Recent changes to policies and services at Cullman County Parks have meant a big boost in camping activity at Smith Lake Park — but have brought completely to an end all public camping at Sportsman Lake Park.
The Cullman County Commission and the parks department recently shut down service at all nine camping sites at Sportsman Lake, citing outdated electrical service hookups that were becoming too costly to repair in return for the revenue the sites generate.
“The reason we’re discontinuing it is that there aren’t enough amperes for some of the campsites, which has created some electrical hazards and potential safety issues — for both the campers and for us,” said county parks director Doug Davenport.
“Sportsman Lake is really more of a day use park and not a full-service campground. Campers and RVs have gotten larger over the years and they pull a lot of draw. Some of them run two or three air conditioning units. That was burning up a lot of the breakers. The electrical lines there are not heavy enough to carry that load, and with only nine campsites, spending money to replace it all is not feasible.”
Davenport said the park will convert the campsites into rental pavilions, a measure he said should help recoup any lost revenue the former campsites had generated. “The way that area is configured, with walkers and pedestrians moving through the area, that’s really a better fit,” he said.
“The sites are kind of situated in the flow of pedestrian traffic for people using the park and walking, and moving through that area almost feels like you’re walking through someone’s campsite. Hopefully this will help things flow better for everyone who uses the park.”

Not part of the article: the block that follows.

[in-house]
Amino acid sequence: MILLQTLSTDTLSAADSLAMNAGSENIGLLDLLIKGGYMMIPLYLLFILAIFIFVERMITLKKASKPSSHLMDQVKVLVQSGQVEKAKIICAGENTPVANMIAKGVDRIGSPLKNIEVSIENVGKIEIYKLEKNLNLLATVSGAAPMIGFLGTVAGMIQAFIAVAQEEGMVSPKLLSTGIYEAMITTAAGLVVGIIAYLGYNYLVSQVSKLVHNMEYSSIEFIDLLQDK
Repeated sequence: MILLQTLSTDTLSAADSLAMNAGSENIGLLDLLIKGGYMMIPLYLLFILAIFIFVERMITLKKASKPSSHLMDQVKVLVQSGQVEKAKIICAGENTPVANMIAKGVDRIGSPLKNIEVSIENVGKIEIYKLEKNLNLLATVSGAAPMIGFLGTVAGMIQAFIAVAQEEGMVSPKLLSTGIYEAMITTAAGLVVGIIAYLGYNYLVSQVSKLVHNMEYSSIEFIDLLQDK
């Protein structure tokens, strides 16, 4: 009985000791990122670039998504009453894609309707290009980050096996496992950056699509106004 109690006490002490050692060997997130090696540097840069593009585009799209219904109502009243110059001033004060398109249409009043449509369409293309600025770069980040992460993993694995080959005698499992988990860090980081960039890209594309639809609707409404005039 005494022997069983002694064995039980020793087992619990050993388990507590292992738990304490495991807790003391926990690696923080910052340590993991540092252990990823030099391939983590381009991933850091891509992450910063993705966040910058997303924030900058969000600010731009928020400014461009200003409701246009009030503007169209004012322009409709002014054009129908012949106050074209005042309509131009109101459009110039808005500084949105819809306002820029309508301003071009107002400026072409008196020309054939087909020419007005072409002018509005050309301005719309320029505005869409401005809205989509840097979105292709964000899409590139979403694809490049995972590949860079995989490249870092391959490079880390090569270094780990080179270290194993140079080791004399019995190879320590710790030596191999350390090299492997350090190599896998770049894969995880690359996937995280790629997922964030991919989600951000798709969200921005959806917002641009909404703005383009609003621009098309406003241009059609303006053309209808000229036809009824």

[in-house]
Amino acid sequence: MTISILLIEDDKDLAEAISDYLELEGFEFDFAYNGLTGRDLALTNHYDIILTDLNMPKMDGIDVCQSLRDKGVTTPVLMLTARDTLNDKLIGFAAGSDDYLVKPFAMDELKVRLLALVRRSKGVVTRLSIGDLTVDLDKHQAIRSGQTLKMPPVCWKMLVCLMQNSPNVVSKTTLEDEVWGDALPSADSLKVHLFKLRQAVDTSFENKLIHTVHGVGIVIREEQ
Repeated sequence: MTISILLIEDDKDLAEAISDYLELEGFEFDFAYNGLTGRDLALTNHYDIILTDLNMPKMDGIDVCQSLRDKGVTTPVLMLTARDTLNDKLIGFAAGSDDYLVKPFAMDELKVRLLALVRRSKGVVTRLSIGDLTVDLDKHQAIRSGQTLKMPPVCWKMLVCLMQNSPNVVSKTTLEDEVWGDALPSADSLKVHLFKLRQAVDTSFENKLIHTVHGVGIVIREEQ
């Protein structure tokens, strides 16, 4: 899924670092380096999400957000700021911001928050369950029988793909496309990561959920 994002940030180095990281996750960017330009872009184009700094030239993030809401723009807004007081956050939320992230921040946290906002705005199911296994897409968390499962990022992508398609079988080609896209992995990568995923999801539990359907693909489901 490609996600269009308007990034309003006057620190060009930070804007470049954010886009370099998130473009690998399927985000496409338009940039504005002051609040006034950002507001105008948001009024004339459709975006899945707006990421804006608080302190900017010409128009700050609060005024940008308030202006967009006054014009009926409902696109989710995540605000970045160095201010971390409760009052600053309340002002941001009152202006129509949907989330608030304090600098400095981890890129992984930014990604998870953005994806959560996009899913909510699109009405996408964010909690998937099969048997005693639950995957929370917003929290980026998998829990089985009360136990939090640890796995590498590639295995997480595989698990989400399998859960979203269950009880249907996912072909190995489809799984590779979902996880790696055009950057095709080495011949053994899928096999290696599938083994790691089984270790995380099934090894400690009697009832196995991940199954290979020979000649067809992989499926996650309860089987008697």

At Smith Lake Park, meanwhile, camping isn’t just allowed; it’s a big piece of the park’s revenue-generating activity. Since Jan. 1, a new park policy has been in effect that prevents extended camping stays in excess of 28 days, requiring at least a 7-day departure and site relocation in order for stays that would otherwise exceed the limit.
“Some people were almost homesteading it, and addressing that has opened up some new opportunities for more people to come in and camp,” said Davenport. “We checked around with other parks around the state, and pretty much everyone else had gone to that 28-day policy because of the issues that long-term camping creates. We’ve gotten a lot of compliments since then from people who are appreciative of the change.”
County commission chairman Jeff Clemons said the new policy has been a boon for the campground’s appeal to outsiders, who’ve shown more interest and booked more overnight stays, for this time of year, than in the past.
“It’s packed, to be honest,” said Clemons. “Camping is bigger now than it’s ever been, in part because of the way people have responded to COVID. RV sales are up, and people are looking at public parks as a place to get out, which is big for us.
“One of the biggest complaints we would get from people is that the camping area at Smith Lake Park looked a little like a mobile home park, which is not the image of a county park that we want to convey. Before, you had folks who were essentially living there and using the camping spots intended for visiting guests. We had to take steps to address that, and the response we’ve gotten from guests has been very positive and enthusiastic.”
Though the extended stay policy has been in place for three months, a couple of long-term campers haven’t left, complaining to commissioners at a meeting earlier this year that they have nowhere else to go. The commission has so far kept a measured pace in negotiating for their departure.
Even with the small number of holdouts, though, Clemons said the commission and parks department are working to make Smith Lake Park and its campground a more user-friendly place for guests.
“We’ve got a lot more people wanting to come in and camp now,” he said. “We’re trying to have a fresh new look at Smith Lake Park. We’ve got new gates that will be installed soon, and those will be coded so that paying overnight campers can come and go, while limiting access at night so that people won’t just be coming in and out. That should address a lot of the overnight vandalism and theft issues that we’ve seen.”
Benjamin Bullard can be reached by phone at 256-734-2131 ext. 234.